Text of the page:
Session Type: Abstract Submissions (ACR)
Studies on the outcome of patients with systemic sclerosis (SSc) in intensive care unit (ICU) are scarce in the literature.
Objective: To assess the characteristics and outcomes of patients with SSc admitted to ICU.
We performed a single-center retrospective study over a 4-year period (November 2006-December 2010). All patients with SSc admitted to the ICU were enrolled. The underlying disease’s features, reasons for ICU admission and organ failure supports were collected. We studied their short-term (ICU and hospital mortality) and long-term (6-month and 1-year mortality) outcomes, and we sought to identify prognostic factors. Variables were expressed as median (IQR) or number (percentage) as appropriate.
Thirty five patients (age 51 [40-63] years, 77% female, SAPSII 35 [23-51]) were enrolled in the study. Twenty two (63%) and 13 (37%) patients displayed diffuse cutaneous and limited cutaneous SSc, respectively. The time from diagnosis to ICU admission was 80 [27-110] months. Twenty six (74%) patients had pulmonary fibrosis with the following baseline characteristics: diffusion capacity of lung for CO 33% [20-45], forced vital capacity 52% [39-66]. Ten patients had pulmonary hypertension with a systolic pulmonary artery pressure of 55 mmHg [45-63]. Only two (6%) had chronic renal insufficiency requiring long-term hemodialysis.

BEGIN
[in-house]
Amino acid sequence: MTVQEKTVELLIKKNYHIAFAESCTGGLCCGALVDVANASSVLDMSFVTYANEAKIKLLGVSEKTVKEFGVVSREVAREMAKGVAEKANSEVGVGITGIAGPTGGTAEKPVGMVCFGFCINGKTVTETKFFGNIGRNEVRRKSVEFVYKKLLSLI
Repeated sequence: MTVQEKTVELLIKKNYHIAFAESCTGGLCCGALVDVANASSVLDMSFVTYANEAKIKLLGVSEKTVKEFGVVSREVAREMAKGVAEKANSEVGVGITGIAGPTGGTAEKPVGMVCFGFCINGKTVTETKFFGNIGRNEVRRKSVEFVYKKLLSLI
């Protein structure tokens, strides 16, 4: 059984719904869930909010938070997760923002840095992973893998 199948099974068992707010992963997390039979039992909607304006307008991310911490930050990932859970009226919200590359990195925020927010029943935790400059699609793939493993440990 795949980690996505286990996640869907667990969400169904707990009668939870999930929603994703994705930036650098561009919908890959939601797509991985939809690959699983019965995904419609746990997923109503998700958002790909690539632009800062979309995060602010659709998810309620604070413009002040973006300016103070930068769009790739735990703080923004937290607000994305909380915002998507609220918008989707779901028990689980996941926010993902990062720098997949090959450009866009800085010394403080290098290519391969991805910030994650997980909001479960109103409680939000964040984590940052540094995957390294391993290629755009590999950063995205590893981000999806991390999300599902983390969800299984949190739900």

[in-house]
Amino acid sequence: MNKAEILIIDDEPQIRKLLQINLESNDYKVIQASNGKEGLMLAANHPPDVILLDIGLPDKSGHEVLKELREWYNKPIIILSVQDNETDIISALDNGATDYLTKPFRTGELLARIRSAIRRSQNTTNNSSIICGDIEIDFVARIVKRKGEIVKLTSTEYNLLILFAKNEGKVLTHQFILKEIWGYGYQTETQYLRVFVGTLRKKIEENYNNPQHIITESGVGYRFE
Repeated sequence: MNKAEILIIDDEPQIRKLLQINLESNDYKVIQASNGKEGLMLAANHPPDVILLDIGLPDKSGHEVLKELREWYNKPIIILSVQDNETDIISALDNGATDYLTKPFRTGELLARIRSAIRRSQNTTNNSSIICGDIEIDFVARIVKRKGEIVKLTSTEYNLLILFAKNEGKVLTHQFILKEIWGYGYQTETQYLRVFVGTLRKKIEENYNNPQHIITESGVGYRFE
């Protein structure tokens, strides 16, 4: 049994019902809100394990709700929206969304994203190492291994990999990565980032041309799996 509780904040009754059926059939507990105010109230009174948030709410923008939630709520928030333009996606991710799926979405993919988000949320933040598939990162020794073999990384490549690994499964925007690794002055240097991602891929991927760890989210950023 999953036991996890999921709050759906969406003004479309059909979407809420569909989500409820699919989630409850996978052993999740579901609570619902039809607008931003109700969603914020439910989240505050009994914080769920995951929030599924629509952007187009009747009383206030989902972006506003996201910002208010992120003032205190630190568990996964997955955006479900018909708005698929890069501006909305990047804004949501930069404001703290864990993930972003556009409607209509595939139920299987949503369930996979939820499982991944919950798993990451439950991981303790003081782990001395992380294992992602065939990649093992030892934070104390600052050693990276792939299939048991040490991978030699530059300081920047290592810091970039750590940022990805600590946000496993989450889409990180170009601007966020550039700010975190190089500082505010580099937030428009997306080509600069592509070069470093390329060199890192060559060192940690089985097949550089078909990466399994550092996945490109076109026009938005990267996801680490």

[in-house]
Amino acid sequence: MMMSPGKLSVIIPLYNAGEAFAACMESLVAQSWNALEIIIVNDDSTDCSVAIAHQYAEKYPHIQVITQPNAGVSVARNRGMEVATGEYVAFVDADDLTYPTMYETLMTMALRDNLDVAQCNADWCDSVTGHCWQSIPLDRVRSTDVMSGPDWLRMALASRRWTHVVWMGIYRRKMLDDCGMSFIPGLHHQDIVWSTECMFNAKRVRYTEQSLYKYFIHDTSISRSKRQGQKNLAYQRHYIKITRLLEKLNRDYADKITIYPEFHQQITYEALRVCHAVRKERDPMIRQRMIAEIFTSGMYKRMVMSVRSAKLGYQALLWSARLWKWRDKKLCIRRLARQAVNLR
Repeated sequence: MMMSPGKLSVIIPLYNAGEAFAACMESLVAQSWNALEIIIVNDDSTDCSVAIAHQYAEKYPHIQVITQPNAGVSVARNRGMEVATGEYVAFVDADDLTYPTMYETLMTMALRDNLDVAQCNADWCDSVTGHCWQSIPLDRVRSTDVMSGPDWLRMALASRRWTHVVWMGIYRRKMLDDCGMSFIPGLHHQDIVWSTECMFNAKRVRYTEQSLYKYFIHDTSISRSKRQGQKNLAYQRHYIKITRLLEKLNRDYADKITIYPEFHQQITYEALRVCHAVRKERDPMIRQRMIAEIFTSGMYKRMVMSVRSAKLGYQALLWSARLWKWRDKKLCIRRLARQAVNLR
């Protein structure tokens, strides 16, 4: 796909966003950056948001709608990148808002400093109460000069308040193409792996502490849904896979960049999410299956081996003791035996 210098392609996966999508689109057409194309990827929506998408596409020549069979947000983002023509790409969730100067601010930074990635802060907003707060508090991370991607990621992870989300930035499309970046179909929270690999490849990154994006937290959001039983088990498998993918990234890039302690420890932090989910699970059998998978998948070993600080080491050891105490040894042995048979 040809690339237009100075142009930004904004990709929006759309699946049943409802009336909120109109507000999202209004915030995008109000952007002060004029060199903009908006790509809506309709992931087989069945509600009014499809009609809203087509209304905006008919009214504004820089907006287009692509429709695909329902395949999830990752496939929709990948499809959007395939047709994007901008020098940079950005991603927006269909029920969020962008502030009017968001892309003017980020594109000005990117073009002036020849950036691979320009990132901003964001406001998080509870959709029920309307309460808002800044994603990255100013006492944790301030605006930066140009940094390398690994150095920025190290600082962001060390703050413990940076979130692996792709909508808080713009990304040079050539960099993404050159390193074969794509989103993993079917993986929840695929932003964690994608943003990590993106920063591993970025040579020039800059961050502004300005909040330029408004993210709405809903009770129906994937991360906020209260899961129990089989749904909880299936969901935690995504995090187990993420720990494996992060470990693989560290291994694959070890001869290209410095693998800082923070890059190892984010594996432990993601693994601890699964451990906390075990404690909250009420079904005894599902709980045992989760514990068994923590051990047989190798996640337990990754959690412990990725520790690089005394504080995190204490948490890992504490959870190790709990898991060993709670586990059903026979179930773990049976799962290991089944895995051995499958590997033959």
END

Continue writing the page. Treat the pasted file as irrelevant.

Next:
The main reasons for ICU admission were acute respiratory failure (69%) and acute renal failure (17%). During hospitalisation in ICU, 10 (28%) required endotracheal intubation and mechanical ventilation, 10 (28%) required hemodialysis and 9 (26%) required vasopressors. The overall ICU and hospital mortality rates were 26% and 34% respectively. Six-month and 1-year mortality rates were 40% and 46% respectively. None of the disease characteristics impacted the hospital outcome. Survivors and decedents were mostly different in terms of organ failures, most especially respiratory failure. Invasive mechanical ventilation was associated with a 100-percent hospital mortality rate and was the only independent prognostic factor.
This study reports on the most important cohort of patients with SSc in the ICU. Respiratory failure related to advanced-stage pulmonary fibrosis represents the main reason for ICU admission. In this setting, mechanical ventilation is constantly associated with hospital mortality. These results urge to reappraise the indications for ICU and mechanical ventilation in this high-risk subgroup of patients.
J. D. Chiche,
J. P. Mira,
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